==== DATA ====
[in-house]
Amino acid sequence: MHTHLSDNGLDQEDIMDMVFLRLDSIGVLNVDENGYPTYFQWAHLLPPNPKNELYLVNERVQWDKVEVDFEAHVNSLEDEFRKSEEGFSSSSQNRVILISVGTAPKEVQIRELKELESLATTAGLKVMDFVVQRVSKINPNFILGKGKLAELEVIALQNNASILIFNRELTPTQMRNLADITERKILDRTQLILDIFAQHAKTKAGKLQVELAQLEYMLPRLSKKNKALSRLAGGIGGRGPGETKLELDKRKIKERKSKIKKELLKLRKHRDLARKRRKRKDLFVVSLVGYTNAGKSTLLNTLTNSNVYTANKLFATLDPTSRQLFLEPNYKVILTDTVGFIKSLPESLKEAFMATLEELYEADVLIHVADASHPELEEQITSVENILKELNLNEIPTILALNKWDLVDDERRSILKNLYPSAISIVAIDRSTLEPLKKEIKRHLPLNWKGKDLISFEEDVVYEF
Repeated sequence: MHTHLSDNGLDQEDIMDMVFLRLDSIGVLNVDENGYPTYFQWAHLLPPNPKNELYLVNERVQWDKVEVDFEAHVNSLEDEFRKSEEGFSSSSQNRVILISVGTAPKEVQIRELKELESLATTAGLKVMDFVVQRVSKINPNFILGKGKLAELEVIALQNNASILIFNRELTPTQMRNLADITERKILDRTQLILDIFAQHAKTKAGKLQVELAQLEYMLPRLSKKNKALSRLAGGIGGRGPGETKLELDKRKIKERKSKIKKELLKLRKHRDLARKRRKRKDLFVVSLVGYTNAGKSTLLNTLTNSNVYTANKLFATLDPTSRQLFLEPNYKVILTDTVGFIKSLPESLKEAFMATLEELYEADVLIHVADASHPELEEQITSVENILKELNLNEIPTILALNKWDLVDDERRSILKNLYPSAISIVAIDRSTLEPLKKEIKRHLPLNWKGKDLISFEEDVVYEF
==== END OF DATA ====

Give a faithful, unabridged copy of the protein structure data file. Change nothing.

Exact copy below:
[in-house]
Amino acid sequence: MHTHLSDNGLDQEDIMDMVFLRLDSIGVLNVDENGYPTYFQWAHLLPPNPKNELYLVNERVQWDKVEVDFEAHVNSLEDEFRKSEEGFSSSSQNRVILISVGTAPKEVQIRELKELESLATTAGLKVMDFVVQRVSKINPNFILGKGKLAELEVIALQNNASILIFNRELTPTQMRNLADITERKILDRTQLILDIFAQHAKTKAGKLQVELAQLEYMLPRLSKKNKALSRLAGGIGGRGPGETKLELDKRKIKERKSKIKKELLKLRKHRDLARKRRKRKDLFVVSLVGYTNAGKSTLLNTLTNSNVYTANKLFATLDPTSRQLFLEPNYKVILTDTVGFIKSLPESLKEAFMATLEELYEADVLIHVADASHPELEEQITSVENILKELNLNEIPTILALNKWDLVDDERRSILKNLYPSAISIVAIDRSTLEPLKKEIKRHLPLNWKGKDLISFEEDVVYEF
Repeated sequence: MHTHLSDNGLDQEDIMDMVFLRLDSIGVLNVDENGYPTYFQWAHLLPPNPKNELYLVNERVQWDKVEVDFEAHVNSLEDEFRKSEEGFSSSSQNRVILISVGTAPKEVQIRELKELESLATTAGLKVMDFVVQRVSKINPNFILGKGKLAELEVIALQNNASILIFNRELTPTQMRNLADITERKILDRTQLILDIFAQHAKTKAGKLQVELAQLEYMLPRLSKKNKALSRLAGGIGGRGPGETKLELDKRKIKERKSKIKKELLKLRKHRDLARKRRKRKDLFVVSLVGYTNAGKSTLLNTLTNSNVYTANKLFATLDPTSRQLFLEPNYKVILTDTVGFIKSLPESLKEAFMATLEELYEADVLIHVADASHPELEEQITSVENILKELNLNEIPTILALNKWDLVDDERRSILKNLYPSAISIVAIDRSTLEPLKKEIKRHLPLNWKGKDLISFEEDVVYEF